Supposedly, Wong originally designed “Mood” as a mainstream romantic movie, complete with witty back-and-forth dialogue and a whole lotta lovin’. But he and the actors agreed in the end that a subtle approach would be best, which meant toning down everything. A smart idea if you ask me, because this kept the couple’s true relationship shrouded in mystery (and who doesn’t love a good mystery?) and left it up to the audience to decide if they actually went there.

 

5. The let’s-keep-them-guessing technique
Nothing drives viewers in a frenzy more than having the characters keep a secret from them, and Wong accomplished this in the final scene. According to Mr. Chow, when people back in the day had a secret they can’t reveal, they’d whisper it into a hole in a tree and stuff it with mud. When he had to do it himself as a way to deal with his lost love (his approach involving a hole in the ruins of Angkor Wat in Cambodia),Wong had him either shielding his mouth with his hand or shot him from behind, so no chance of reading lips even if I spoke Cantonese (I don’t, by the way).

The fact that Wong decided not to reveal what Mo-wan told the wall hooked me by letting me make up my own version of the secret. Is it that they did consummate their love? Is the young boy living with the now-husbandless Mrs. Chan actually their love child? Or was it something as simple as “whenever I eat noodles, I remember her”? No one really knows, and that’s the beauty of it.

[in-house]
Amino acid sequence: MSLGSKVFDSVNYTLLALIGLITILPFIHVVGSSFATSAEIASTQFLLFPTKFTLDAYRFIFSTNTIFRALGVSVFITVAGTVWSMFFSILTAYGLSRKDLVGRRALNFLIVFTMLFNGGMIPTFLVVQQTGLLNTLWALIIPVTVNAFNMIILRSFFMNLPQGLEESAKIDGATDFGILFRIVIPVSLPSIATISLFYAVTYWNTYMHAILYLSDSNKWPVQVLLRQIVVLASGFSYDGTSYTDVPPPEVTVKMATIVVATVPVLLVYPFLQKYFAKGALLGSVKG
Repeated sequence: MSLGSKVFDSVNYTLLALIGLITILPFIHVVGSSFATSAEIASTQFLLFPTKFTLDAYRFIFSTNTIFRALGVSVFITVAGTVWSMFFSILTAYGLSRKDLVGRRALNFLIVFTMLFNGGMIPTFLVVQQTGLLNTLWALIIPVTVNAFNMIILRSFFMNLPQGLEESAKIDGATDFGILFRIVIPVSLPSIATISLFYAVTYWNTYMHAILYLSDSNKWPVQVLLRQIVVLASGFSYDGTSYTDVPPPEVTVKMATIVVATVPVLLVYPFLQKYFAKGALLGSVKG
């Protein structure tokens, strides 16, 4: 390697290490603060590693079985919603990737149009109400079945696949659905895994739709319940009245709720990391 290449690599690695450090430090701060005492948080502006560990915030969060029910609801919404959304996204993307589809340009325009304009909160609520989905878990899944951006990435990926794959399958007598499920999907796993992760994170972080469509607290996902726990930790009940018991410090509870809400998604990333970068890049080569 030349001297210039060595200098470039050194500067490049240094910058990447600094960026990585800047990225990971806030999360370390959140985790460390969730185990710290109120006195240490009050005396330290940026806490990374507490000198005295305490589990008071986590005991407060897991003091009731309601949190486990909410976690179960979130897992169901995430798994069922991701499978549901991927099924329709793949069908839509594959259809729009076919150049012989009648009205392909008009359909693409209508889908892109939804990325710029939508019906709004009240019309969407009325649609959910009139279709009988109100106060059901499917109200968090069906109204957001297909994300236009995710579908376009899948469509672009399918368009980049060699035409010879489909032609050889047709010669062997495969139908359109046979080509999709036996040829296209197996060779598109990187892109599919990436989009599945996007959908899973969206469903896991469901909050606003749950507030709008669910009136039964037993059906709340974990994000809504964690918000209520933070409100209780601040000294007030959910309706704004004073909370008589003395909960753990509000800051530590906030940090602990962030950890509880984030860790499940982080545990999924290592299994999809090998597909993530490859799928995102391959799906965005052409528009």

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“No one can know about this. Deal? Cool.”

 

“Mood” proved that love stories don’t need to be overly sappy to show emotion, and that keeping things simple often brings to light more than you can possibly imagine. If you haven’t seen it yet, make sure you put it on your “movies to watch” list. It took a while before I finally got around to seeing it, and I wasn’t disappointed.

Overall rating: ★★★✭

All images, unless otherwise stated, belong to eatplaylog.wordpress.com. If you want to share them, please include credit and a linkback. Thanks.